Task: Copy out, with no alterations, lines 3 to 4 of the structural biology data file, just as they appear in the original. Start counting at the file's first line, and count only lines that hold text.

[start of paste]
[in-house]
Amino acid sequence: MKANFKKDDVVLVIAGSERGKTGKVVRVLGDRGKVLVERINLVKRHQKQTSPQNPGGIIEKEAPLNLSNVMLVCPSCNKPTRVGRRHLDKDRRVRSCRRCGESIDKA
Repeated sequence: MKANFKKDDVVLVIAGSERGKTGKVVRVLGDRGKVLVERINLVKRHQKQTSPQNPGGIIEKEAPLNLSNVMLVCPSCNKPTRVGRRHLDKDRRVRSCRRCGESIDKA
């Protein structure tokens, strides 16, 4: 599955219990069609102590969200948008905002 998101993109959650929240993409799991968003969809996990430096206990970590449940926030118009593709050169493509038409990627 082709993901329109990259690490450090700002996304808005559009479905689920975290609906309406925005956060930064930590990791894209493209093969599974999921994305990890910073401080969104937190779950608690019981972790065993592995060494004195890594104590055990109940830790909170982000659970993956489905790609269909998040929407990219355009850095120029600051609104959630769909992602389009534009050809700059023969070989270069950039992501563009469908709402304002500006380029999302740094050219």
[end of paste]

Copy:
Repeated sequence: MKANFKKDDVVLVIAGSERGKTGKVVRVLGDRGKVLVERINLVKRHQKQTSPQNPGGIIEKEAPLNLSNVMLVCPSCNKPTRVGRRHLDKDRRVRSCRRCGESIDKA
């Protein structure tokens, strides 16, 4: 599955219990069609102590969200948008905002 998101993109959650929240993409799991968003969809996990430096206990970590449940926030118009593709050169493509038409990627 082709993901329109990259690490450090700002996304808005559009479905689920975290609906309406925005956060930064930590990791894209493209093969599974999921994305990890910073401080969104937190779950608690019981972790065993592995060494004195890594104590055990109940830790909170982000659970993956489905790609269909998040929407990219355009850095120029600051609104959630769909992602389009534009050809700059023969070989270069950039992501563009469908709402304002500006380029999302740094050219």